DR. OLIVER SACKSAnd you can immediately sort of -- you can tell without -- from brain imaging whether a person is literate or not.
NNAMDIYou tell the story of a woman named Pat who had a stroke and lost not just her ability to speak, but language itself. Can you explain?
SACKSYes. Pat had the condition known as aphasia. In her case, it was from a stroke. And aphasia may involve a loss of ability to express oneself with words and expressive aphasia, but there may also be a so-called receptive aphasia when you hear people perfectly, distinctly, but you don't know what they're saying. It's a game. This is a problem of recognizing the heard word. But it can be a very tragic and isolating condition because we are -- we communicate all the while by voice. Incidentally, if a deaf person who uses sign language, someone at Gallaudet here in Washington would have the condition, they would -- their signing would be impaired. Either their ability to make signs or to read them. So it's not the voice as such, it's language as such.
NNAMDIPat's story is striking because of her attitude and ability to be in a situation or to, I guess, manage a situation that most of us would find unimaginable. How unusual is she in that way among the patients you've worked with?
SACKSWell, she was an extravert and socialable person who always reached out to others and longed to communicate so she didn't retreat into silence. She sought for other ways and she learned other ways, partly by herself and partly through speech therapists. But many people with aphasia become particularly good at reading other peoples facial expressions and gestures or the intonations of their voices and also while they're good at communicating their own feelings by gesture and by mime. And she became a sort of virtuosos at both of these, but also she was able to recognize individual words.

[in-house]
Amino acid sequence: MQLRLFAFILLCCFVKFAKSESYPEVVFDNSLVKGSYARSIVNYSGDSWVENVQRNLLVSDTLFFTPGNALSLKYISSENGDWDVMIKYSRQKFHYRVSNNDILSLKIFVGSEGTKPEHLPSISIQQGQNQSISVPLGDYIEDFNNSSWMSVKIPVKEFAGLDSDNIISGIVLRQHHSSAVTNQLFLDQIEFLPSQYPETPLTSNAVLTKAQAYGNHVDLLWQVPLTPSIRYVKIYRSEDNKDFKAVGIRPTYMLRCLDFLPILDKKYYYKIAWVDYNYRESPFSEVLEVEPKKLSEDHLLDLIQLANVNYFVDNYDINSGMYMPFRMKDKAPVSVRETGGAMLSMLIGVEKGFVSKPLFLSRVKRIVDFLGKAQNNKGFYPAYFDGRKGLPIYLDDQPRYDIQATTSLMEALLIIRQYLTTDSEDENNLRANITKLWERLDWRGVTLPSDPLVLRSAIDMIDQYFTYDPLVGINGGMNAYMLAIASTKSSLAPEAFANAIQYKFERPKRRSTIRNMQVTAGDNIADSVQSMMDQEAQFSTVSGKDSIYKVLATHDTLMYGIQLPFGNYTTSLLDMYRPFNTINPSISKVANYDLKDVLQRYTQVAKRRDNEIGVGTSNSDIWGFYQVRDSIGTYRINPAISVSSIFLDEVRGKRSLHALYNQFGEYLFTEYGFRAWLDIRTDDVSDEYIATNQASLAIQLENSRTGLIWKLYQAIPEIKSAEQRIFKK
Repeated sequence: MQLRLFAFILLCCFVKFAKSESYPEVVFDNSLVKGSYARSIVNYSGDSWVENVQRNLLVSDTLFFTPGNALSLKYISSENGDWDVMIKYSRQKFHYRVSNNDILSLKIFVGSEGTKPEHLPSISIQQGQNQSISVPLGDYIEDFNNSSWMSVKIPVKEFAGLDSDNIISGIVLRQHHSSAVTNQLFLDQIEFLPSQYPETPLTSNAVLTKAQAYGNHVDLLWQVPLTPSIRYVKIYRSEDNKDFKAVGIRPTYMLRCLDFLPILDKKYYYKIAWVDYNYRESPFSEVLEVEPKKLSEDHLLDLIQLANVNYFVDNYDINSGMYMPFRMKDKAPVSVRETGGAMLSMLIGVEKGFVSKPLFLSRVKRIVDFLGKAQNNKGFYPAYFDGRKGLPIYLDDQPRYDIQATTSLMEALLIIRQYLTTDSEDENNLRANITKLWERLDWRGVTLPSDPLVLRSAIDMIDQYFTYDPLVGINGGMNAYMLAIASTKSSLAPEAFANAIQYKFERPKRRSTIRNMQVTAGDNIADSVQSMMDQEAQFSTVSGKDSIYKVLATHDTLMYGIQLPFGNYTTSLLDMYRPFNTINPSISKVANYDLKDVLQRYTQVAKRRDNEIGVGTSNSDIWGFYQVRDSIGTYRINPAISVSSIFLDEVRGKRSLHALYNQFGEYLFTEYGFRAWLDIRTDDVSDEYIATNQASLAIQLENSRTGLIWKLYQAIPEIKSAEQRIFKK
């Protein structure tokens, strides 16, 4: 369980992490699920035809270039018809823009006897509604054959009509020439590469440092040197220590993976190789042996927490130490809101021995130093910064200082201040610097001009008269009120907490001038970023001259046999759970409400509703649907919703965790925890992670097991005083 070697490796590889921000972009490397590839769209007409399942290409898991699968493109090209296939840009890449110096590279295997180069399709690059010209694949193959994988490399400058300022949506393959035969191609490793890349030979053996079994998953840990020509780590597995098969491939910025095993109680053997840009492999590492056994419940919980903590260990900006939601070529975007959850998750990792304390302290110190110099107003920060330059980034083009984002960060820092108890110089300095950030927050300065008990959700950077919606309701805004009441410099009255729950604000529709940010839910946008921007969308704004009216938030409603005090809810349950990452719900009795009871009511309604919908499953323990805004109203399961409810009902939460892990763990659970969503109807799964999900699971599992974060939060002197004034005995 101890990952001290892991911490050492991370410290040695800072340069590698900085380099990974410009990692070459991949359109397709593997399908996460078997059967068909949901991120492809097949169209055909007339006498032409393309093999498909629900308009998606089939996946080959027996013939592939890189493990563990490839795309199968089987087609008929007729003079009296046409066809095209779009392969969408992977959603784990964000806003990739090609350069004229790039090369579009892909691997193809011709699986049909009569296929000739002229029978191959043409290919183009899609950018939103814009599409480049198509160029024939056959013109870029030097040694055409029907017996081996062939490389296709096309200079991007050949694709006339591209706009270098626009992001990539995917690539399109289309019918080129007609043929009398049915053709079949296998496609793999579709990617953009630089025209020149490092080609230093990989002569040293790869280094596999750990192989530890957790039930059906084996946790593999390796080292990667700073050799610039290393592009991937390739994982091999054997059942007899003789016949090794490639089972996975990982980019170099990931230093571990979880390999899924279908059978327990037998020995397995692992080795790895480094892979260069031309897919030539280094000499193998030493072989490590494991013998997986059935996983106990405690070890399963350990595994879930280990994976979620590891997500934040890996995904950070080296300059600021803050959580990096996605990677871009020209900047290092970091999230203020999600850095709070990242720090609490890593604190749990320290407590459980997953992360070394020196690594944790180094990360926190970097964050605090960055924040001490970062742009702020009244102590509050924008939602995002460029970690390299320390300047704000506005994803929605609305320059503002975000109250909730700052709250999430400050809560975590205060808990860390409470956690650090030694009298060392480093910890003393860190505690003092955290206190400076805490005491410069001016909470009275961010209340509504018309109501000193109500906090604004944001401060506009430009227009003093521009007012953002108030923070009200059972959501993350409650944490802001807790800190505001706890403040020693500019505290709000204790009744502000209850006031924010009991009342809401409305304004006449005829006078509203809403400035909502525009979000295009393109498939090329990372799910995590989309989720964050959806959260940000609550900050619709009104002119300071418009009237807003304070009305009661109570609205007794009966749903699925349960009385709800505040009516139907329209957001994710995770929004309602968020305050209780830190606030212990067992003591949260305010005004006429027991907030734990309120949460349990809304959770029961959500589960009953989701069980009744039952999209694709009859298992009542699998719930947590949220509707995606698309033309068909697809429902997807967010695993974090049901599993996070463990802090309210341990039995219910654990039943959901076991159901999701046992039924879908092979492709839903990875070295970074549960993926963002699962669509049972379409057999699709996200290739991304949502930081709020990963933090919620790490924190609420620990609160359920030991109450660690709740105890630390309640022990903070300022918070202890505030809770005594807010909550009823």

SACKSAnd she was given a book by the speech therapist, which was a sort of dictionary of words for places, for feelings and so she could indicate the subject of a communication and then gesture. And I wouldn’t thought it possible, but she could communicate pretty fully even though she was aphasic. I think this is unusual, but not all that unusual.
NNAMDIPat seems to be a pretty remarkable woman. We've got to take a short break. A lot of people would like to talk to you on the phone. Our guest is Oliver Sacks. He's a physician and professor of clinical neurology and psychiatry at Columbia University. His latest book is called, "The Mind's Eye," I'm Kojo Nnamdi.
NNAMDIWe're talking with Dr. Oliver Sacks. He's a physician and professor of clinical neurology and psychiatry at Columbia University. His latest book is called, "The Mind's Eye." He's the author of numerous books, including "The Man Who Mistook his Wife for a Hat." Let's go directly to the telephones to Kristin in Ashburn, Va. Kristin, you're on the air. Go ahead, please.
KRISTINHi, Kojo, Hi, Doctor.
KRISTINI have a seven-year-old child who I suspect has face blindness and I was wondering if there's something you can do to test for it and if so, how you would go about it?